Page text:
Private Nuisance: An Ill Wind for Wind Energy Projects?
University of Sydney - Faculty of Law
November 1, 2011
Torts Law Journal, Vol. 19, No. 2, pp. 135-152, 2011
Sydney Law School Research Paper No. 11/86
Wind energy will play an important role in the development of Australia’s renewable energy sector. However, there have been a growing number of private and statutory cases brought in the United States and the United Kingdom seeking relief from the alleged interferences arising from neighbouring wind farms in respect of noise, aesthetic values, shadow flicker and blade glint. This article examines these cases to assess the likely impact of private nuisance claims on the Australian wind industry. It argues that those private nuisance claims that have been successful overseas generally relate to substantial and unreasonable interferences from noise and can often be attributed to failures either in the planning process or in compliance with the planning permission. The article further argues that with technological improvements and the introduction of the National Wind Farm Development Guidelines, it is less likely that there will be successful private nuisance cases in Australia as the wind turbine manufacturers, developers and planning bodies increasingly address these concerns.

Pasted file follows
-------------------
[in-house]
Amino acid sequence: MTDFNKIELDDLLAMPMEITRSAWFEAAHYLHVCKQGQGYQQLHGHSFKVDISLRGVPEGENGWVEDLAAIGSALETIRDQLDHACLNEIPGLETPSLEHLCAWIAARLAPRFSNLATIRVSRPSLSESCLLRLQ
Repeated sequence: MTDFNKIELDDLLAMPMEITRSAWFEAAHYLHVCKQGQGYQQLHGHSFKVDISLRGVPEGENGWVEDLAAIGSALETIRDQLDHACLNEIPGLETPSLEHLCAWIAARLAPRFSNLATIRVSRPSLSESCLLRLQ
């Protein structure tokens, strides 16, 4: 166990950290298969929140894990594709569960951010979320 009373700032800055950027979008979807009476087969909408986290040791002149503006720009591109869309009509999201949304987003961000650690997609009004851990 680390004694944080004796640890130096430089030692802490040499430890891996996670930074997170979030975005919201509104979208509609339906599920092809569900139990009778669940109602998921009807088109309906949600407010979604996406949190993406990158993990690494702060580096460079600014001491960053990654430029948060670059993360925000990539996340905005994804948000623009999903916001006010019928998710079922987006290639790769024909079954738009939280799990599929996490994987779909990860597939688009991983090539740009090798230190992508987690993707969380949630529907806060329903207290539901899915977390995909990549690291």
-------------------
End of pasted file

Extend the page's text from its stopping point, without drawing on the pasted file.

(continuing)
Number of Pages in PDF File: 21
Keywords: tort, private nuisance, wind farm, energy, Australia, United Kingdom, United States, noise, shadow flicker, blade glint, planning, social utility
JEL Classification: K10, K13, K30, K32Accepted Paper Series
Date posted: November 4, 2011 ; Last revised: May 27, 2014
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